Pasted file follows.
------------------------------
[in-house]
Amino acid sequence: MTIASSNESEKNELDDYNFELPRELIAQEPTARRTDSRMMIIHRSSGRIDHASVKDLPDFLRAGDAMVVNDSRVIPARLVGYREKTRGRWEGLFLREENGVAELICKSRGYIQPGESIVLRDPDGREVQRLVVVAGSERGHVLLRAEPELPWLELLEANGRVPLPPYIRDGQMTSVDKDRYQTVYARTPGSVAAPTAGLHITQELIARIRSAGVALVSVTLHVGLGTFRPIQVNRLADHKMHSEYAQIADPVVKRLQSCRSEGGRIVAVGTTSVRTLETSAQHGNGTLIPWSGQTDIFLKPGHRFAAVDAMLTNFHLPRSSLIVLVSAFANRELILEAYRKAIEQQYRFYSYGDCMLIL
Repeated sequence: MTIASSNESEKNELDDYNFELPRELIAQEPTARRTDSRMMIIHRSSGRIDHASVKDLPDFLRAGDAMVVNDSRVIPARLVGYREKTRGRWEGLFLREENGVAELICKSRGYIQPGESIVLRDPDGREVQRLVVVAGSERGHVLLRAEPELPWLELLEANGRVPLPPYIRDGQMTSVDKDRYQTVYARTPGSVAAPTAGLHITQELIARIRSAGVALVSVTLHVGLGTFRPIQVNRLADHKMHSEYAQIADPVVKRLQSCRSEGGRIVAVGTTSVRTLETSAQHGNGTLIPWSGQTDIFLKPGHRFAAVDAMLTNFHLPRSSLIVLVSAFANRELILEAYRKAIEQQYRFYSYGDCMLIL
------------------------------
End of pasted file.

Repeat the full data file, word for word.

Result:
[in-house]
Amino acid sequence: MTIASSNESEKNELDDYNFELPRELIAQEPTARRTDSRMMIIHRSSGRIDHASVKDLPDFLRAGDAMVVNDSRVIPARLVGYREKTRGRWEGLFLREENGVAELICKSRGYIQPGESIVLRDPDGREVQRLVVVAGSERGHVLLRAEPELPWLELLEANGRVPLPPYIRDGQMTSVDKDRYQTVYARTPGSVAAPTAGLHITQELIARIRSAGVALVSVTLHVGLGTFRPIQVNRLADHKMHSEYAQIADPVVKRLQSCRSEGGRIVAVGTTSVRTLETSAQHGNGTLIPWSGQTDIFLKPGHRFAAVDAMLTNFHLPRSSLIVLVSAFANRELILEAYRKAIEQQYRFYSYGDCMLIL
Repeated sequence: MTIASSNESEKNELDDYNFELPRELIAQEPTARRTDSRMMIIHRSSGRIDHASVKDLPDFLRAGDAMVVNDSRVIPARLVGYREKTRGRWEGLFLREENGVAELICKSRGYIQPGESIVLRDPDGREVQRLVVVAGSERGHVLLRAEPELPWLELLEANGRVPLPPYIRDGQMTSVDKDRYQTVYARTPGSVAAPTAGLHITQELIARIRSAGVALVSVTLHVGLGTFRPIQVNRLADHKMHSEYAQIADPVVKRLQSCRSEGGRIVAVGTTSVRTLETSAQHGNGTLIPWSGQTDIFLKPGHRFAAVDAMLTNFHLPRSSLIVLVSAFANRELILEAYRKAIEQQYRFYSYGDCMLIL